Tyler Naquin's latest injury will greatly diminish his trade value

Cincinnati Reds outfielder Tyler Naquin.
Cincinnati Reds outfielder Tyler Naquin. / Vaughn Ridley/GettyImages

Tyler Naquin was placed on the 10-day IL earlier this week, but don't look for the Cincinnati Reds right fielder to back on the field any time soon. According to the Cincinnati Enquirer's Bobby Nightengale, David Bell expects Naquin to be sidelined for about a month with a quad strain.

A muscle injury like that, as we've seen with Naqin's teammates Donovan Solano and Jonathan India, can be quite fickle. We should expect that timeline to be very fluid and it would not be surprising if Naquin was out of the lineup for the better part of six weeks.

The Reds are likely to be sellers at the MLB trade deadline, and Tyler Naquin was thought to be a player that could be on the move later this summer. This latest injury has certainly diminished his trade value and the former Cleveland outfielder may now finish the season in Cincinnati.

Reds OF Tyler Naquin's latest injury has diminished his trade value.

Reds fans should expect to hear a handful of names mentioned in trade rumors for the next two months. Luis Castillo and Tyler Mahle will most definitely be discussed in potential trades. You're also likely to hear that both Tommy Pham and Brandon Drury are drawing trade interest as well.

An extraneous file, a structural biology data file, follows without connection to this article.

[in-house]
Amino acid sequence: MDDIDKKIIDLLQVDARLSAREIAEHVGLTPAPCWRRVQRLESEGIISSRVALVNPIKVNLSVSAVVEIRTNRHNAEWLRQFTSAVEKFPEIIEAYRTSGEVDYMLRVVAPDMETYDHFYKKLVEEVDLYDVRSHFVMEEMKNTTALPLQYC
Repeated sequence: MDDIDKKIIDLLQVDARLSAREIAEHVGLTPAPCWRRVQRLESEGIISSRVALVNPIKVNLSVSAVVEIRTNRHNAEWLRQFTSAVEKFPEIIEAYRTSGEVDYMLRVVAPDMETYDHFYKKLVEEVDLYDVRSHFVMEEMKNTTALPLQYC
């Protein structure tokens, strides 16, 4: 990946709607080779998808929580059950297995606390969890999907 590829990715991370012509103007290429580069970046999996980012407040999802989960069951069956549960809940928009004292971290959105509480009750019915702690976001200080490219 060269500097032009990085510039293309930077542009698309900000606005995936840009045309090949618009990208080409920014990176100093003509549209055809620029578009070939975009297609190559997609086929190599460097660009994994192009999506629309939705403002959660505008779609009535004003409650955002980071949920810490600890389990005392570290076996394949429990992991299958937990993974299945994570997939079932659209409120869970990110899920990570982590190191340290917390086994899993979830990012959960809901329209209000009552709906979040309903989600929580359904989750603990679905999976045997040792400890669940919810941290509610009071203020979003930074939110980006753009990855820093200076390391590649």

Most contending teams will be in the market for "rental players". Those established major leaguers who will become free agents at the end of the year. Pham, Drury, and Tyler Naquin all fit that bill. Mike Minor, depending on how he pitches over the next month-plus, may enter the conversation as well.

None of those players mentioned will fetch the type of haul that can change the direction of a franchise. But in 2020 we saw the Reds give up one of their Top 10 prospects (Stuart Fairchild) and utility player Josh VanMeter in exchange for Arizona Diamondbacks reliever Archie Bradley.

Cincinnati surrendered up-and-coming starting pitcher Packy Naughton that same year in exchange for outfielder Brian Goodwin. Last season, the Reds gave up two right-handed pitching prospects (Noah Davis and Case Williams) and in return received Colorado Rockies' reliever Mychal Givens.

Again, none of those are earth-shattering or blockbuster trades. But the ability for the Reds to restock their farm system this summer will be key to their success in the future. If Tyler Naquin returns to the Cincinnati lineup quickly, the front office may still look to trade him.

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